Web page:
Where the spirit of brutality has been as rampant as it is in, Colorado, it would be idle to lay the blame entirely upon one man; but it is all but universally admitted that Rockefeller, Jr. is more responsible for the murder of innocent women and children, to say nothing of men, than all the other forces combined. From the date of his declaration before the committee at Washington, the struggle has grown in intensity, reaching its climax with the firing of the tent colony at Ludlow, where two women and ten children were burned or smothered to death. It was his insistence on unconditional surrender, and his statement that they — the Standard Oil interests — were prepared to lose all they had invested in Colorado rather than treat with the men on any other basis, that touched the magazine that lay ready for the match.

Wm. T. Stead once said the United States was so anxious to lead the world in everything, that it was leading it in crime. This was true, and it is equally ,true with regard to the bitterness and savagery displayed in its Labour struggles. Life here in the United States isn’t worth a pound of powder, and it grows cheaper every, day. Strikes have always been more brutal here than in Europe; but just

as the brutality in the treatment or the negro has grown worse in the last twenty years, so the treatment of men who dare to strike for better conditions has grown barbarous beyond belief.

In this case there is Indisputable evidence that the tents were deliberately fired without regard to the safety of the women and children, When the coroner’s jury, the Federal grand jury, and the Senate of Colorado find the militia guilty, they must be, without the faintest shadow of a doubt. Federal grand juries and State Senates have never been composed of working men or sympathisers with working men, and the evidence against this “National Guard” must have been so overwhelming that no other verdict was possible.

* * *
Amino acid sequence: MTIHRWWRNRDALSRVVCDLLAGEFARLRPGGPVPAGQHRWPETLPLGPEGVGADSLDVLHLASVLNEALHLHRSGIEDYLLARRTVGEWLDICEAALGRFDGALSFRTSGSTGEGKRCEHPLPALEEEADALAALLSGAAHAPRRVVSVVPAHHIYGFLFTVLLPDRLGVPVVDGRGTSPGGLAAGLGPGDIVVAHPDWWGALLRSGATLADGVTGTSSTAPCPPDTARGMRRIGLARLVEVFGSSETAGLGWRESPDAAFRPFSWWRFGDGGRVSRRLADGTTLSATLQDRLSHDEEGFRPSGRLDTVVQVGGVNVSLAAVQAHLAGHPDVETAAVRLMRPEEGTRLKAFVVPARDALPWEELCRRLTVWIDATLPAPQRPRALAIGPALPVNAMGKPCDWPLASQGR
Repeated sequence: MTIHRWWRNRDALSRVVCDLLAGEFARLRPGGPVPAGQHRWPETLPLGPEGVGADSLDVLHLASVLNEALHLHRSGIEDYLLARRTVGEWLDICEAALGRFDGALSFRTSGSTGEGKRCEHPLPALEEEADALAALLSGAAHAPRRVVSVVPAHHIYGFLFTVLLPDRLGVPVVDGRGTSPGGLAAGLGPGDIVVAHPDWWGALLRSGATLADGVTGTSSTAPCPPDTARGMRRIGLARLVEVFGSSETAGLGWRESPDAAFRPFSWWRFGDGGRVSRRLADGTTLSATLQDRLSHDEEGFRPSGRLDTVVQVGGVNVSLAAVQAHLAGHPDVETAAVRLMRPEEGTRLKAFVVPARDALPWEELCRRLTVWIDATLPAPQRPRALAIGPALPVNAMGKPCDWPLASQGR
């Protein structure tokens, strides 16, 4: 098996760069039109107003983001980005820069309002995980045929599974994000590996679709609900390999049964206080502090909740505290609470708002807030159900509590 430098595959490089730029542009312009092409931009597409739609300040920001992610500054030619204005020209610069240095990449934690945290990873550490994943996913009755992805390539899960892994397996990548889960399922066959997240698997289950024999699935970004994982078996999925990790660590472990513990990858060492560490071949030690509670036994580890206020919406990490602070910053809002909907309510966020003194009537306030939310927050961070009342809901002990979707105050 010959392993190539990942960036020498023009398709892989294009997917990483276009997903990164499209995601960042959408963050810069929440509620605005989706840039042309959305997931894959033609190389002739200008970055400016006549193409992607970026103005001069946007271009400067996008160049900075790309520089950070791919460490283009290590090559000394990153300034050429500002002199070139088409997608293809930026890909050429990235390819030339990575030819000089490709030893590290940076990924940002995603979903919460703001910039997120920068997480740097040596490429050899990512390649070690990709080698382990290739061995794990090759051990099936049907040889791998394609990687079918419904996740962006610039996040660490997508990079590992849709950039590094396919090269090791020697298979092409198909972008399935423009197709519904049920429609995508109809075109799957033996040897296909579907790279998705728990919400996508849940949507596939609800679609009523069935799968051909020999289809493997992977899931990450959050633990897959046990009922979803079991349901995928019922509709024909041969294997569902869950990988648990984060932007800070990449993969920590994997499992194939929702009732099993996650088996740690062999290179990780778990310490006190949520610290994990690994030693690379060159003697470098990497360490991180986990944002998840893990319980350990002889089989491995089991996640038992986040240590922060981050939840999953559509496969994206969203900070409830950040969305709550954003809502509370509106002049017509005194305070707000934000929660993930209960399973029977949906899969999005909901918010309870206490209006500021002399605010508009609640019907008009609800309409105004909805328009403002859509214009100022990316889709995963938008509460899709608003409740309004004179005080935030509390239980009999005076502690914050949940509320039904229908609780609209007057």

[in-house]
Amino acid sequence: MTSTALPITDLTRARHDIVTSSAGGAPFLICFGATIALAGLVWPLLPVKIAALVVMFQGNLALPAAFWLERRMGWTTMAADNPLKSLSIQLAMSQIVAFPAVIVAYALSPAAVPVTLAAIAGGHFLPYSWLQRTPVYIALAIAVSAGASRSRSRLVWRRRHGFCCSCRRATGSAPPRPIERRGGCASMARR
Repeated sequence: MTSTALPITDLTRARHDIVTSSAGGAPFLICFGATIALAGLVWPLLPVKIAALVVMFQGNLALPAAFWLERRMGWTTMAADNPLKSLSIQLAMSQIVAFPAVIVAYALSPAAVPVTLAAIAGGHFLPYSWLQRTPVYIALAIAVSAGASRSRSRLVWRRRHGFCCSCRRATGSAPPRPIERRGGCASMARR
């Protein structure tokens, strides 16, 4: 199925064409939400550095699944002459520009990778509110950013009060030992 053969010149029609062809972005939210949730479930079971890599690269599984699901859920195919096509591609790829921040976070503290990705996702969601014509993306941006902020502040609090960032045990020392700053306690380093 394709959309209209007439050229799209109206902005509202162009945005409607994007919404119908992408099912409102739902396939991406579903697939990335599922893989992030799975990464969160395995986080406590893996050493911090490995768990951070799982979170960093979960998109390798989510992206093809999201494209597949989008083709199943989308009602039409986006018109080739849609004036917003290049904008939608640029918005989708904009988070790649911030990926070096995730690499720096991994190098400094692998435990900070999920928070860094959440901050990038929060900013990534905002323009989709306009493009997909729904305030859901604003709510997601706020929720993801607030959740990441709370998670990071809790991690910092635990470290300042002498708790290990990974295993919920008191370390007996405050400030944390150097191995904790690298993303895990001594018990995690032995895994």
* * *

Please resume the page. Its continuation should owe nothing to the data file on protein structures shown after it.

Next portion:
According to Press despatches from Colorado, and reports of investigating committees, more than one hundred lives have been lost up to date, which far surpasses any Labour struggle .on this continent, and it makes even such struggles as Homestead and Hazleton pale into insignificance.

As we see it, there are several very encouraging features in connection with the strike, and at least two very discouraging ones. One of the first is the perfectly open and frank manner in which the miners armed themselves, and even allowed themselves to be photographed with guns in hand and cartridge belts strapped around their waists. It must cheer the heart of every revolutionist to know the actual fighting was done largely by Greeks and Bulgarians fresh from the Balkan War. Bitter enemies a few months ago over what they conceived to be national rights, they stood side by side in the mountains of Colorado and fought the common enemy to a standstill. How strange is human nature, after all. Another very inspiring feature is the way the Colorado Unions responded with money, arms, and recruits. This last must be supplemented by the money sent from other parts of the country to Colorado.

The discouraging features are the failure of the Miners’ Convention at Indianapolis to declare in favour of a general strike in support of their Colorado comrades, and the attitude of the Socialist Party over the affair. The failure of the miners to declare the general strike is due, no doubt, to the fact that they have no real conception of the class struggle. To protest against wage slavery and capitalism in all forms is at present beyond them. The officials of the United Mine Workers have long been recognised as the most astute politicians in the Labour movement, and with an ex-miner (Secretary Wilson) in the Cabinet of President Wilson, it is more than possible that politics played its part in the report of the committee of the Convention against the general strike.